The AP (5/15, Krisher) reported Austin, Texas and Tulsa, Oklahoma are the two finalist cities chosen by Tesla “for its new U.S. assembly plant, a person briefed on the matter said Friday.” According to the story, that individual who spoke with the AP “says company officials visited Tulsa in the past week and were shown two sites.” There may be other finalist cities, but the “secret” selection process will most likely focus on places “in the center of the country and closer to East Coast markets” than Tesla’s West Coast operations. The electric-vehicle maker wants to build a plant “larger than its factory in Fremont, California, which employs 10,000 workers.”
Lockheed Martin To Pay Out Suppliers, Hire 12,000 New Workers By Year’s End
Reuters (5/15) reported that Lockheed Martin “said on Friday it would pay an additional $300 million to its suppliers hurt by a sharp economic slowdown caused by the coronavirus crisis.” The company also “has hired over 3,400 new employees in the United States since the pandemic began, and said it remains on track with its plans to hire 12,000 new employees by the end of the year.”
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Advertiser Supplied Content
Goldwater Scholar Shows Promise In Pharmaceutical Research
University of Delaware junior Lucas Attia, a chemical engineering major, has been named a Goldwater Scholar. Attia has already demonstrated extraordinary potential as an undergraduate researcher in the laboratory of Assistant Professor Cathy Fromen, where he studies aerosolized nanoparticle drug carriers, tiny particles that could deliver medicine to lung tissue in people afflicted with respiratory diseases. Read more.
Engineering and Public Policy
Federal Reserve: April Decline In Industrial Production Was Worst In Over A Century
The Wall Street Journal (5/15, Harrison, Subscription Publication) reported the Federal Reserve on Friday announced U.S. industrial production fell by a seasonally adjusted 11.2 percent in April over the previous month, marking the steepest decline in 101 years of records. The Journal added manufacturing output fell by 13.7 percent in April over March, while mining production fell by 6.1 percent over the same period.
California Denies SpaceX Request For Over Half A Million In Funding
Reuters (5/15, Roulette) reported the California Employment Training Panel voted down a proposal from SpaceX “for $655,500 in state job and training funds.” One major reason for the rejection was SpaceX CEO Elon Musk’s “recent threats to move Tesla, the electric carmaker that he also runs, out of the state,” the story says, adding that the state’s “snub comes as Musk has sparred with officials in Alameda County over his plans to resume production at the Tesla plant there, which was stopped because of the coronavirus.”
Long Island High School Students Create Website Featuring Database Of COVID-19 Testing Locations In New York
Newsday (NY) (5/15) reported “after years of immersing themselves in STEM...education, four Jericho High School juniors put their skills to test when their community lacked critical information in the first weeks of the coronavirus pandemic.” Through “online surveys they shared on social media platforms,” Danny Li and his classmates “learned that many had no idea where to go for testing.” They eventually “created COVIDCentral.org. The website features a database of all COVID-19 testing locations available in New York, in addition to food distribution centers and blood plasma donation sites, with an interactive map to help users easily identify locations near their ZIP code.”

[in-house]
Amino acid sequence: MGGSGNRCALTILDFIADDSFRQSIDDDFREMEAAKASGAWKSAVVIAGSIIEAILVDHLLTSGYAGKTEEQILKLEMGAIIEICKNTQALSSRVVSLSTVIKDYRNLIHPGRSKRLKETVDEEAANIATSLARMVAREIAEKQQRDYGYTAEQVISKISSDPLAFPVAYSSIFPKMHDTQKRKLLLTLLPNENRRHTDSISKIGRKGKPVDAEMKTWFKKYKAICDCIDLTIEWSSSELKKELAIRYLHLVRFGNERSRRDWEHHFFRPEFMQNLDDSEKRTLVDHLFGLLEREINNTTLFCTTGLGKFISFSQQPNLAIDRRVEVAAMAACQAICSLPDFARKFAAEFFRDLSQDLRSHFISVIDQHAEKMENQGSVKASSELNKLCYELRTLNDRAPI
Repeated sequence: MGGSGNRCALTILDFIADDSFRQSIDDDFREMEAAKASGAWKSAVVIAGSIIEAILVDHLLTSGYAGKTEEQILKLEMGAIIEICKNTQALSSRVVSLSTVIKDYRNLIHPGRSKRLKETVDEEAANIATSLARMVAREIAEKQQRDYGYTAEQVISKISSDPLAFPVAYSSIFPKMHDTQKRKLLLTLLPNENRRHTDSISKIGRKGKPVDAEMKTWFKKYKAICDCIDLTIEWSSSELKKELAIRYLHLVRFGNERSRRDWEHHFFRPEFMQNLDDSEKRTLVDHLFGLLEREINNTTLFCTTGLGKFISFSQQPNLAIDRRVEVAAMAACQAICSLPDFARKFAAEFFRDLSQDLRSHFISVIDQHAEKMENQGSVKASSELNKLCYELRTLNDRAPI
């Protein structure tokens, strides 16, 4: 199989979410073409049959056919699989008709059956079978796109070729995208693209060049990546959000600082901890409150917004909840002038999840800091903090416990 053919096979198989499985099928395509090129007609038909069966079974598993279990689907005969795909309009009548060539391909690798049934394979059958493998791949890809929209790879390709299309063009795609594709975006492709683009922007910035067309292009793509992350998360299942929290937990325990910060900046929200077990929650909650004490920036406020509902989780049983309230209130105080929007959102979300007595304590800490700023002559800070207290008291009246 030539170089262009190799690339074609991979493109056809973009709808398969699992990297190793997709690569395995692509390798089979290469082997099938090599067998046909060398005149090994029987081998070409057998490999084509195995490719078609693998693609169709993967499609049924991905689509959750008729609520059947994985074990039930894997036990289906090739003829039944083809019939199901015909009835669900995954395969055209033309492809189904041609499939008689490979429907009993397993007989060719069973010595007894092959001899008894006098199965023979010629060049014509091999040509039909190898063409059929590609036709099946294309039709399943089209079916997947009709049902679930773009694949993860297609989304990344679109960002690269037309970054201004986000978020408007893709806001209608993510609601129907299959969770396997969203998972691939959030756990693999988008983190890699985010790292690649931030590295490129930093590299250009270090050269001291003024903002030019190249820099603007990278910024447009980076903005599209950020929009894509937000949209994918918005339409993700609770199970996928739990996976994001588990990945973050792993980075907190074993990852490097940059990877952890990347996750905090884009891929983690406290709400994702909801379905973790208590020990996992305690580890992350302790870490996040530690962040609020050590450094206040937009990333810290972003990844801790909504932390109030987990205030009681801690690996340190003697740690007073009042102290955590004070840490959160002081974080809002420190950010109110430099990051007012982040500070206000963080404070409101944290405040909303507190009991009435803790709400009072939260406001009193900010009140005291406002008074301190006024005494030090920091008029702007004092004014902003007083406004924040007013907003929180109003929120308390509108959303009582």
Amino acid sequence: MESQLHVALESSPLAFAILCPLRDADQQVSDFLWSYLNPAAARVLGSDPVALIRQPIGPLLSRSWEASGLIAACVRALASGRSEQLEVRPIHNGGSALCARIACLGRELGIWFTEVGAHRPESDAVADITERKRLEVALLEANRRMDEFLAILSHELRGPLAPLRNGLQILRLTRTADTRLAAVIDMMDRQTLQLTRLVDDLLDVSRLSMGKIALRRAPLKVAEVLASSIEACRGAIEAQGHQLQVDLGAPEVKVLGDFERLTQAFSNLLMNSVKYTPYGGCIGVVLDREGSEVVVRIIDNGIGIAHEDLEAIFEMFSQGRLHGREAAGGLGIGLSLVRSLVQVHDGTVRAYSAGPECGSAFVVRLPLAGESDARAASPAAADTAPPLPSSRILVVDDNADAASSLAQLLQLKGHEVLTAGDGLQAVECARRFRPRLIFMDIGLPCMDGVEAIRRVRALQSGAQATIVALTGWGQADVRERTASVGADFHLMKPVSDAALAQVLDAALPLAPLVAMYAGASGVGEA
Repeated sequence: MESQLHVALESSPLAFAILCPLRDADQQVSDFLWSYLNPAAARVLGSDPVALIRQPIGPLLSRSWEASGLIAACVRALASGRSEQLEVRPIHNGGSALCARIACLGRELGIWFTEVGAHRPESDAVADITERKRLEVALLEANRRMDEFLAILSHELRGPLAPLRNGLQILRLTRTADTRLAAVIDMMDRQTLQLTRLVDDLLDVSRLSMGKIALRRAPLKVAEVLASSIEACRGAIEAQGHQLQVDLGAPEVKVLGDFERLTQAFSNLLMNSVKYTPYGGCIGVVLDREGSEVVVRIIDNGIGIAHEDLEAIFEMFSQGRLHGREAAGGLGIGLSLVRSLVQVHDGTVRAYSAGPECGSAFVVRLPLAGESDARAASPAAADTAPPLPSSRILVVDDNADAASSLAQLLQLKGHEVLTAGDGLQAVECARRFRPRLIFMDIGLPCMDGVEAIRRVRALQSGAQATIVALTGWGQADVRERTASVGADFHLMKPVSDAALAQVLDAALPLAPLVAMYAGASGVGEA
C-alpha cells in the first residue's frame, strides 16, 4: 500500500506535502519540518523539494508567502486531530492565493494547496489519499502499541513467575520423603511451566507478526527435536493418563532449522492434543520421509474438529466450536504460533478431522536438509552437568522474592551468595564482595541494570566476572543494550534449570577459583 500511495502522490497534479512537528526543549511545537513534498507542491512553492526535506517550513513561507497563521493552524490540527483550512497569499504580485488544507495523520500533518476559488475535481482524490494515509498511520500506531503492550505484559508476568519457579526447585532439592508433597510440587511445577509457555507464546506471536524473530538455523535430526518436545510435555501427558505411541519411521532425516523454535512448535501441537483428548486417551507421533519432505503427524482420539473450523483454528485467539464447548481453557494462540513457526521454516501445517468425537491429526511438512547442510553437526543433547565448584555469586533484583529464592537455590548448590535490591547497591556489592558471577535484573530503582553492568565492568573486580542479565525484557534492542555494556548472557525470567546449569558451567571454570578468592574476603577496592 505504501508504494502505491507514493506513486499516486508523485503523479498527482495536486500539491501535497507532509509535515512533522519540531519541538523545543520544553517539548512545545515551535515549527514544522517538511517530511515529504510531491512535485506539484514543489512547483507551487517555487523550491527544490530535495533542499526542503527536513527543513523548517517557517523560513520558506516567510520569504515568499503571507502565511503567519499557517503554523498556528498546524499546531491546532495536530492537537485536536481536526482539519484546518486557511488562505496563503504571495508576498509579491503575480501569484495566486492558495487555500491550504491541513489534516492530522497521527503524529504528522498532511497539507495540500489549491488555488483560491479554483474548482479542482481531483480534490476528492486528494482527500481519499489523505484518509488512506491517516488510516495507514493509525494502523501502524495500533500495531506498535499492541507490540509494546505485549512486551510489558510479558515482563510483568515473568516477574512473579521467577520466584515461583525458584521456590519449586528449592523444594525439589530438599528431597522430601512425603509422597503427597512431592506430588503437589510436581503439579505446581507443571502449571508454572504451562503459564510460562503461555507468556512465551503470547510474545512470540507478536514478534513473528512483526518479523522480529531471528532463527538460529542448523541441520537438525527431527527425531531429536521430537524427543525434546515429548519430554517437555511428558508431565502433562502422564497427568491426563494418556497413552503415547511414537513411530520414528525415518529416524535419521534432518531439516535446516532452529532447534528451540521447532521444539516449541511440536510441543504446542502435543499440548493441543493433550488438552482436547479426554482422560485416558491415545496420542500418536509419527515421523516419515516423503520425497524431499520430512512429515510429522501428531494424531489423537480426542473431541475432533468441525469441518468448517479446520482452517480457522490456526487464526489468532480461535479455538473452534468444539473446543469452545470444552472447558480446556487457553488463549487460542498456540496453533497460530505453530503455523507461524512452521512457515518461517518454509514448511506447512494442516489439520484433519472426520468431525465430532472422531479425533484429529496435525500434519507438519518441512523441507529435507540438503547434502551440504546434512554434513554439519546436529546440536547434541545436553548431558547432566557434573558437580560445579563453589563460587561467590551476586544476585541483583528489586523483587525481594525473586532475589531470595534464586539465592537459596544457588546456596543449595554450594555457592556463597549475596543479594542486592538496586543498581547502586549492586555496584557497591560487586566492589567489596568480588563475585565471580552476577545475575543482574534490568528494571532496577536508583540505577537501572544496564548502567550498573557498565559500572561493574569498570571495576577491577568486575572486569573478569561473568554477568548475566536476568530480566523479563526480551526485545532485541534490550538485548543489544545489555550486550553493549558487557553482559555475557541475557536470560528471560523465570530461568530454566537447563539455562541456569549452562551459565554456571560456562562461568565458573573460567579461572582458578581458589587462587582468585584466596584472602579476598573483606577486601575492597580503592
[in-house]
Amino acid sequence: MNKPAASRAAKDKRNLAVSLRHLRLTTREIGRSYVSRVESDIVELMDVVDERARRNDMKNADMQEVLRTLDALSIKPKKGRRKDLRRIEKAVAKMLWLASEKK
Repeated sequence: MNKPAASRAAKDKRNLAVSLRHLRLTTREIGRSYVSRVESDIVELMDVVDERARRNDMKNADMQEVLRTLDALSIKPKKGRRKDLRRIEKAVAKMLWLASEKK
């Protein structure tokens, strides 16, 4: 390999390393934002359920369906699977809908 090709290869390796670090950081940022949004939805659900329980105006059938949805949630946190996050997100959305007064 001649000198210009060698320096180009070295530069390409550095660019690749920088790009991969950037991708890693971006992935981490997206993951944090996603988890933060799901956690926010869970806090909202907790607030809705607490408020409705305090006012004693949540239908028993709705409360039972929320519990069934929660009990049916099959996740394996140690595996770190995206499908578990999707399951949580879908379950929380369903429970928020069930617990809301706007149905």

Massachusetts Failing To Meet Demand From Students For Advanced Computer Science Offerings
The Boston Globe (5/17) reported that across the country, “demand from students for advanced computer science offerings has exploded, making AP Computer Science Principles the nation’s second-fastest-growing AP class.” But “parts of Massachusetts, and Boston especially, have lagged in meeting that demand.” What’s more, “a lot of schools that are full of minorities don’t get the message of, ‘Okay, I could do coding,’” said Edward Lambert, executive director of the Massachusetts Business Alliance for Education.
SpaceX, NASA Invite Students To Submit Their Photo To Fly On America’s First Human Spaceflight In Nearly Ten Years
CNET News (5/17, Kooser) reports from a Facebook “commencement to robot avatars, the graduates of 2020 are finding ways to honor their academic careers during the coronavirus pandemic” and one “new option is to launch their face into space.” SpaceX is set to “send two NASA astronauts to the International Space Station (ISS) on May 27.” And in an “effort to celebrate the class of 2020 – from kindergarten to graduate school – SpaceX and NASA are inviting students from around the world to submit their photo to fly on America’s first human spaceflight in nearly a decade.”
Also in the News
Commentary: Increasing Women’s Participation In Cybersecurity Is Good For Business, Society
In a piece published by The Conversation (5/15, Kshetri), a professor of management at the University of North Carolina – Greensboro said women are “highly underrepresented in the field of cybersecurity” and just “1% of female internet security workers are in senior management positions.” Not only do organizations “often fail to try to recruit women to work in cybersecurity,” Nir Kshetri maintains that “gender bias in job ads further discourages women from applying.” But increasing women’s “participation in cybersecurity is good for women, good for business and good for society.”
Friday's Lead Stories